|English: President Barack Obama's signature on the health insurance reform bill at the White House, March 23, 2010. The President signed the bill with 22 different pens. (Photo credit: Wikipedia)|
ROJS News Guest Post
By Susan Wells:
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Recently, the Supreme Court announced a landmark decision, effectively ruling that President Obama's healthcare reform plan was considered constitutional and would stand.
While there's still the (very dim) possibility that the Act could be repealed in the event of former Mass. Governor Romney (R) winning the presidential election this year, we can largely assume that the provisions in the ACA will be put into effect 2014.
So what does the ACA mean for you? There are many myths surrounding the Supreme Court decision and the Act in general. Here's what you should know.
1. You won't be forced to have healthcare insurance.
Contrary to popular opinion, you won't be forced to purchase insurance, because you won't be "penalized" for failure to do so. If you decide you'd rather not pay for health insurance, you'll be taxed not one penny above what you would pay had you bought insurance. Many taxes like this already exist. You won't be jailed or otherwise punished if you don't buy insurance. The government is merely incentivizing those who do purchase it. If you aren't covered through your employer, or you can't afford health insurance, the government will subsidize you.
Another basic myth surrounding the ACA is that it represents the federal takeover of health insurance companies. The ACA is NOT universal health care coverage for all provided by the federal government. It's far from it. The ACA actually creates incentives for private health insurance companies to compete more and offer better quality, more affordable care. This will occur at the state level, not at the federal level.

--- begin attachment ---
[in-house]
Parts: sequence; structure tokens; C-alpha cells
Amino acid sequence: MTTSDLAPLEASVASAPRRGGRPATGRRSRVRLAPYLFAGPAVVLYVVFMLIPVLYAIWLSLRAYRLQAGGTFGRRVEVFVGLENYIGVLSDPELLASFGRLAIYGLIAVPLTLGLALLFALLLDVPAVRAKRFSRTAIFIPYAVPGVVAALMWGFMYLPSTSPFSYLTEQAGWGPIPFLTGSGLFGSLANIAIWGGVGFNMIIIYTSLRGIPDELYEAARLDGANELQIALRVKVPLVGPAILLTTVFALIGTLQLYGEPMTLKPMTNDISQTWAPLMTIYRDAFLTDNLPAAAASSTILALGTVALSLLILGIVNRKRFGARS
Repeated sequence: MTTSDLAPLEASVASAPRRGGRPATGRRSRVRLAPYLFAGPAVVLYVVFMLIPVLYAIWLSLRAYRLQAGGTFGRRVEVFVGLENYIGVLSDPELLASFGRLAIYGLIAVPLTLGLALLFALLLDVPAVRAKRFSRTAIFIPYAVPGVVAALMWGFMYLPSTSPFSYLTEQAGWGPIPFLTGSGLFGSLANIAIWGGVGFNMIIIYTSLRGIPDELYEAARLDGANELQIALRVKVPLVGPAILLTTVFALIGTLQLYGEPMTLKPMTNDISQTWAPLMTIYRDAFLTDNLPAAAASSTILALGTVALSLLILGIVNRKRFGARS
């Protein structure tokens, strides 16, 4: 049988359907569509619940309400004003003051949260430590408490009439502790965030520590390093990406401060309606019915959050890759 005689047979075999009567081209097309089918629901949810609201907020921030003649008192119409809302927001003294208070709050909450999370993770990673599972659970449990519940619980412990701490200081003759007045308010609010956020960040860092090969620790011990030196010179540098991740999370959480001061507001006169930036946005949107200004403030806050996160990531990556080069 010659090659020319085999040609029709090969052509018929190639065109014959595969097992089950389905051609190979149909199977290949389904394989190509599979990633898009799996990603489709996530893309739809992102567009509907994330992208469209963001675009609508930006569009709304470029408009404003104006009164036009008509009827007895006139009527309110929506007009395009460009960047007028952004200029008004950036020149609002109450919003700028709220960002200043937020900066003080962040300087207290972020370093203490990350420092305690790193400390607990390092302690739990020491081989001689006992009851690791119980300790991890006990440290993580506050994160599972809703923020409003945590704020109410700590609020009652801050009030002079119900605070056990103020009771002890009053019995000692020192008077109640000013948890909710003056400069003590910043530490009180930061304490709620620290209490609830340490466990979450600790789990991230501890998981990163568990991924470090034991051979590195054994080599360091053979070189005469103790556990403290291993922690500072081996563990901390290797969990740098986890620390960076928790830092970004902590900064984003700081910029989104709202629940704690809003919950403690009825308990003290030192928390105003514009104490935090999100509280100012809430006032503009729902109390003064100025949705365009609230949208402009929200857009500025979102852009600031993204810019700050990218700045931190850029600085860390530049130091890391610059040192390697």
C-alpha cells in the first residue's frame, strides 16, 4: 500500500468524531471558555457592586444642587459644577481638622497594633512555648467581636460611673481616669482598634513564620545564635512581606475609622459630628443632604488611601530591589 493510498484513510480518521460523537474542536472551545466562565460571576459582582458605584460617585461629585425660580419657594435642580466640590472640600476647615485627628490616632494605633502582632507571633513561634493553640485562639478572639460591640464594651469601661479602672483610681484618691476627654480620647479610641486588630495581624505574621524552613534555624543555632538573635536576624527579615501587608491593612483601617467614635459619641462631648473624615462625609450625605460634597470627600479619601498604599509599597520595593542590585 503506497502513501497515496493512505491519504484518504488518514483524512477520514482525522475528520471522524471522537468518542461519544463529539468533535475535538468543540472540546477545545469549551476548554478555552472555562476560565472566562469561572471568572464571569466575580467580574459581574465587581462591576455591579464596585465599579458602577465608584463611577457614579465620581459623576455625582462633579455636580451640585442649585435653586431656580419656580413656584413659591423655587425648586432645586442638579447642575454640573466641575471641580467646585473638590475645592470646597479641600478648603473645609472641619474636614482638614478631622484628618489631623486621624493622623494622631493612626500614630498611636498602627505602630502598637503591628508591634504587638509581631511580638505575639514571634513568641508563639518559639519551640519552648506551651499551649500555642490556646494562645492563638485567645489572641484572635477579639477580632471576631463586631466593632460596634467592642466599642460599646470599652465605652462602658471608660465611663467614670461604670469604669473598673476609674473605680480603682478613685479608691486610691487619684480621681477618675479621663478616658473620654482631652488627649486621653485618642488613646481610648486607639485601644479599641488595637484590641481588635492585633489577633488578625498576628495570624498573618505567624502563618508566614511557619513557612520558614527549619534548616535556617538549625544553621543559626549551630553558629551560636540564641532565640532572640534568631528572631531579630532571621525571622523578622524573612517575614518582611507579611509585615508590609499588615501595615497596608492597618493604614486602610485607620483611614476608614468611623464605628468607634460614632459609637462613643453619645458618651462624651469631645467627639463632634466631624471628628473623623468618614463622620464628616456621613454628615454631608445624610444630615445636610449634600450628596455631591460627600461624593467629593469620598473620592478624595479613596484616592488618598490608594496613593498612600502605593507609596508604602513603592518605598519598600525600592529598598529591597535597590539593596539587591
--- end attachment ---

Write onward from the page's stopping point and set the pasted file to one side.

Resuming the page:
3. Preventative care measures will be offered for free.
Perhaps one of the best parts about the ACA is that it will make sure that clinics offer standard screenings that prevent illness completely for free. Some of these screenings include immunizations, pap smears, colonoscopies, physicals, and more.
4. Insurers will be required to spend 80-85% of premium money on health care (instead of advertising, administrative fees, etc.) The remainder must be reimbursed to the insured.
A perfect example of how the ACA will force health insurance companies to become more efficient, the above measure makes sure that insurance companies spend your dollars wisely. If insurance companies spend less than 80% of your dollars on something other than healthcare, they are required to send you a rebate. This measure is already in effect, and it's been estimated that patients will receive around 1.1 billion dollars in rebate money.
Of course, this isn't to simplify the ACA, and we'll have no idea how the ACA works until it actually goes into effect. If things go as planned, then more and more of us will have greater access to cheaper and better insurance. That's surely something to celebrate!